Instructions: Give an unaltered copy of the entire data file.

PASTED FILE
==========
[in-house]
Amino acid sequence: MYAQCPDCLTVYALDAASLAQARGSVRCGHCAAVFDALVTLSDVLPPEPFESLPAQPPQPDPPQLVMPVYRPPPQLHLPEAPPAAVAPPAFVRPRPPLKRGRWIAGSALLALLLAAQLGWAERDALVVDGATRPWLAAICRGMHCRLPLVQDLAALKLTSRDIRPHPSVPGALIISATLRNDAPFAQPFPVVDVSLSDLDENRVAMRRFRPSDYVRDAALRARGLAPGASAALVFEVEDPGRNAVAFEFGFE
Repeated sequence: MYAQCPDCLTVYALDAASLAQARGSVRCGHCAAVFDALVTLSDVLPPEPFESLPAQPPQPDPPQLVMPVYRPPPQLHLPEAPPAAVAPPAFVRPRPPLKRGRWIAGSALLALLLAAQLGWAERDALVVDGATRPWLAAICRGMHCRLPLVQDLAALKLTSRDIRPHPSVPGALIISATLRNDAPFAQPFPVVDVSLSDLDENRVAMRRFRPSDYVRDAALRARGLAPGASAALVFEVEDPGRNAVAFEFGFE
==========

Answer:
[in-house]
Amino acid sequence: MYAQCPDCLTVYALDAASLAQARGSVRCGHCAAVFDALVTLSDVLPPEPFESLPAQPPQPDPPQLVMPVYRPPPQLHLPEAPPAAVAPPAFVRPRPPLKRGRWIAGSALLALLLAAQLGWAERDALVVDGATRPWLAAICRGMHCRLPLVQDLAALKLTSRDIRPHPSVPGALIISATLRNDAPFAQPFPVVDVSLSDLDENRVAMRRFRPSDYVRDAALRARGLAPGASAALVFEVEDPGRNAVAFEFGFE
Repeated sequence: MYAQCPDCLTVYALDAASLAQARGSVRCGHCAAVFDALVTLSDVLPPEPFESLPAQPPQPDPPQLVMPVYRPPPQLHLPEAPPAAVAPPAFVRPRPPLKRGRWIAGSALLALLLAAQLGWAERDALVVDGATRPWLAAICRGMHCRLPLVQDLAALKLTSRDIRPHPSVPGALIISATLRNDAPFAQPFPVVDVSLSDLDENRVAMRRFRPSDYVRDAALRARGLAPGASAALVFEVEDPGRNAVAFEFGFE